Thursday, August 28, 2008

Exotic Gelato- Part Tre

Two more Exotic Gelato flavors comin' your way. It's been fun pumping my favorite flavor profiles into an iced format. Did I mention how yummy the Milk Chocolate & Sea-salt Nib is? Well it is... and how!

Today I am debuting another salty treat that is near and dear to my heart. Last fall I started making Salty Peanut Butter Toffee, and everyone seemed to love it. It quickly became one of those things that even I find myself sneaking snacks on. Well the flavor profile found its way into a cupcake months later which also seemed to be well appreciated. So I ask you, the cocoa-crazed masses, how can I NOT stuff this stuff into ice cream, too?

Salty Peanut Butter Toffee Gelato is pretty much all it claims to be. I start with my Buttermilk Vanilla Bean base, and upon freezing I fold in premium peanut butter, my house-made Peanut Butter Toffee, and Maldon sea-salt. No chocolate in this one, folks, but with all that's going on here... well who needs it?

The other gelato launched today is Mint Chocolate Chip-Brownie Chunk. Again, with the heady title no one should be surprised on this one, either. Peppermint-infused 61% dark chocolate chips and our house-made Double Dark Chocolate Brownies stud the creamy vanilla base. It's got an intense mint flavor and is two tons of fun packed in a little pint.

These and our other six featured gelato concoctions are available frozen by the pint. Don't forget to stop in during our Spectacular for your free samples!

Wednesday, August 27, 2008

Exotic Gelatos- Part Due

More gelatos! Fun! And since I spent my last blog series indulging in French, we're moving to Italian this time. Besides, it's gelato... Part Due it is!

I've had my new gelato freezer running all day for the last 48 hours, and there's no end in sight. I will be taking advantage of the rest of the week to prep for our upcoming Spectacular. Today I made two new flavors: Chile-burnt Caramel & Mango and Azteca Cinnaroll.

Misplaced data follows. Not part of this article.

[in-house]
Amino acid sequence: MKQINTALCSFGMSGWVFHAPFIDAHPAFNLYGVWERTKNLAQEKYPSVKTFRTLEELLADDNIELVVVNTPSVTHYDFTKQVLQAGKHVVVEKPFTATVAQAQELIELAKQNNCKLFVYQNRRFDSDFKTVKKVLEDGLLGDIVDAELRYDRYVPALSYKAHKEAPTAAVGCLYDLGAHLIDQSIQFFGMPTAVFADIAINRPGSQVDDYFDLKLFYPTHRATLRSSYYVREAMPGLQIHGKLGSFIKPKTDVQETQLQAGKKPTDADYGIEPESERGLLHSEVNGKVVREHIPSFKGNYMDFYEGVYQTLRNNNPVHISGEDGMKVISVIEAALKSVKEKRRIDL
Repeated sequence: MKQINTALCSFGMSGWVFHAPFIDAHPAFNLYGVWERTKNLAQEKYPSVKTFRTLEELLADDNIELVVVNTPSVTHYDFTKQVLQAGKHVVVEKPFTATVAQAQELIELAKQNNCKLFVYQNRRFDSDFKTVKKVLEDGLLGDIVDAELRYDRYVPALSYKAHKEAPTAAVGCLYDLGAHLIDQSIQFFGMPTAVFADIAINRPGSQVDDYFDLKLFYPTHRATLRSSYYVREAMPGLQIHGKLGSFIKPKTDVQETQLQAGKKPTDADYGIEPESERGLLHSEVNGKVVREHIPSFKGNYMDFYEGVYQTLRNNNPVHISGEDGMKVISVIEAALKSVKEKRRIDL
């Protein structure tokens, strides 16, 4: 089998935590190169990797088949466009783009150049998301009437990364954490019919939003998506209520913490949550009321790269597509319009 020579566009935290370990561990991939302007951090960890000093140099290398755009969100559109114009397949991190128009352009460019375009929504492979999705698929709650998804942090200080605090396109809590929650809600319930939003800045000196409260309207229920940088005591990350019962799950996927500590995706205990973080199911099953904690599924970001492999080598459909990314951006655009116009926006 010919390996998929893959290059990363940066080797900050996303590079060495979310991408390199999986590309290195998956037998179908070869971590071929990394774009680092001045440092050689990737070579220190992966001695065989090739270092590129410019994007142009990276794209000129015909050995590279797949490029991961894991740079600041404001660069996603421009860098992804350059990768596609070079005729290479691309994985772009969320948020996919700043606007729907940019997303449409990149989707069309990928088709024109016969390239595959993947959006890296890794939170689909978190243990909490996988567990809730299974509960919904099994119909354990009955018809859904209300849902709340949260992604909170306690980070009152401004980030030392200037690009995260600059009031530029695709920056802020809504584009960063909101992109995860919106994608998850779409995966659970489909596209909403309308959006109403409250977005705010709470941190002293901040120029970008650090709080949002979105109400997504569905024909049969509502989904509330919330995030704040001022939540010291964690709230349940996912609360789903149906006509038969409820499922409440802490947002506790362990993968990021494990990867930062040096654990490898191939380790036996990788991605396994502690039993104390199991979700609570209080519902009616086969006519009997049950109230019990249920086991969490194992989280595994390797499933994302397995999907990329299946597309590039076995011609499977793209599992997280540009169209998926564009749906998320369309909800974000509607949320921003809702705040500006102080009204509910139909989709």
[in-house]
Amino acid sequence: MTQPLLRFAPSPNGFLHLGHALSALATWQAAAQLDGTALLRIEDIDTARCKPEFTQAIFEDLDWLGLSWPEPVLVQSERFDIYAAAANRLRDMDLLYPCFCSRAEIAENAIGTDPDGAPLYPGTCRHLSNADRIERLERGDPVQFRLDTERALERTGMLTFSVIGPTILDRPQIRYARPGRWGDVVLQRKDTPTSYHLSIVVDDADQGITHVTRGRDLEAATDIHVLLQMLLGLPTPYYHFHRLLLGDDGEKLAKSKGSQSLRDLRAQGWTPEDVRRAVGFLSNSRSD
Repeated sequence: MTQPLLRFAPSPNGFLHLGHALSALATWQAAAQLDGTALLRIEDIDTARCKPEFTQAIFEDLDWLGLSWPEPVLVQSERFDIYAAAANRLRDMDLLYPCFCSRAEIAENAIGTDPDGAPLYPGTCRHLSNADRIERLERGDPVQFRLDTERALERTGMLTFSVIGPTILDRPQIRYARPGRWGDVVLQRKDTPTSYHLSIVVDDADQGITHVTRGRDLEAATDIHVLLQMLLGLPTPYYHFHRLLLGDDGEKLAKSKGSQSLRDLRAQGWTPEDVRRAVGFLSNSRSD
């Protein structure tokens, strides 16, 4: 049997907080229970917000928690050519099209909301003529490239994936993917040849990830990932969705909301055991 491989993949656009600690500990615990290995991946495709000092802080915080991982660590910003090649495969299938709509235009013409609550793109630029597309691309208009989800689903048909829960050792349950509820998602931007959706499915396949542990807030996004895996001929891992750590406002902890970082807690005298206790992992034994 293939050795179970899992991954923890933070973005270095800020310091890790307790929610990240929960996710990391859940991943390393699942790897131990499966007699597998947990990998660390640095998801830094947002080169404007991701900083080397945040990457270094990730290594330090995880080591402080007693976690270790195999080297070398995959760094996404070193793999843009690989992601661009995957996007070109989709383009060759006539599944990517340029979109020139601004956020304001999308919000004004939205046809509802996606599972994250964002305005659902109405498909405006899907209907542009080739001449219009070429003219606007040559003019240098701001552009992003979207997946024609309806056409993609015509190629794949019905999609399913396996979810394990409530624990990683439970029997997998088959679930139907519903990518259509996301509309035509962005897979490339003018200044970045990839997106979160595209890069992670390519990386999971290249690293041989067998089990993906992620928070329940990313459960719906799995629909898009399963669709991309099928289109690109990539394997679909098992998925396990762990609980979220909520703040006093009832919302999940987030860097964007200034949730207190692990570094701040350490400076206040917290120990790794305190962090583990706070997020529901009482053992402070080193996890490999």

Chile-burnt Caramel & Mango begins with a burnt caramel gelato base and is finished by folding in chile-rubbed candied mangos when it's frozen. Have you ever had those chile-mango slices popular in Latino mercados? Well imagine that concept in gelato form. It's smoky with lots of different chile hints and a throat spice to follow. Not for everyone, but I find it intriguing as an iced dessert.

Azteca Cinnaroll is one of our special edition gelatos, meaning that it won't always be available, though I'm afraid many of you will be knocking down our doors to get some. It also begins will a burnt-caramel gelato base and is finished with (you guessed it) pieces of day-old Azteca Cinnamon Rolls. If you have had those babies before, you'll know they are yeasty, buttermilky, Vietnamese cinnamony, and a little cayenne-y (yes, though are all words). And in gelato form, it comes out like a bizarro bread pudding- with a rich custard texture that is frozen instead of baked. It's pretty frickin' amazing if I do say so myself.

Check it:

Tuesday, August 26, 2008

Exotic Gelato Spectacular

If you missed it, we ran a big cupcake promotional back during July 4th weekend. In short, it was an Extravganza. Lots and lots and lots of Crème Fraîche Cupcakes were baked and sold and much fun was had by all.

So what does a well-to-do chocolatier do after such a success? Throw a Spectacular, of course! (said with a Latin accent, like a Sabado Gigante commercial). And since Labor Day Weekend is just around the corner, what better time than the present?

This Monday, September 1st, kick off the holiday in style and join us at Cafe Eclipse for all the Exotic Gelato you can eat. When did they start making gelato, you ask? In fact... just this week!

Made from premium ingredients in small batches, our gelatos contain less than 15% incorporated air, half as much as traditional ice creams. This results in a denser and creamier product that showcases out fresh and all-natural flavors.

Sold by the pint, we will regularly stock eight exotic infusions including: Buttermilk Vanilla Bean, Salty Peanut Butter Toffee, and our signature Milk Chocolate & Sea-salted Nib. They are all pretty tasty, but last one makes quite a statement. Made from a base of burnt-caramel gelato, we swirl in milk chocolate ribbons, candied cocoa nibs, and our lavender-herbed grey sea-salt when its finished. If you've visited us before, you've seen this flavor profile in many of our other temptations and its always a hit!

So, stop in on Monday to see us in full swing for our Exotic Gelato Spectacular. We will be sampling various gelato infusions and guests can take home these babies for just $7 each (or two for $12). And for good measure we'll throw in some cupcakes, too. Exclusively for Monday, enjoy our Crème Fraîche Cupcakes in Boxes of Nine for just $20 (normally $27). We will be showcasing all our top 18 flavors.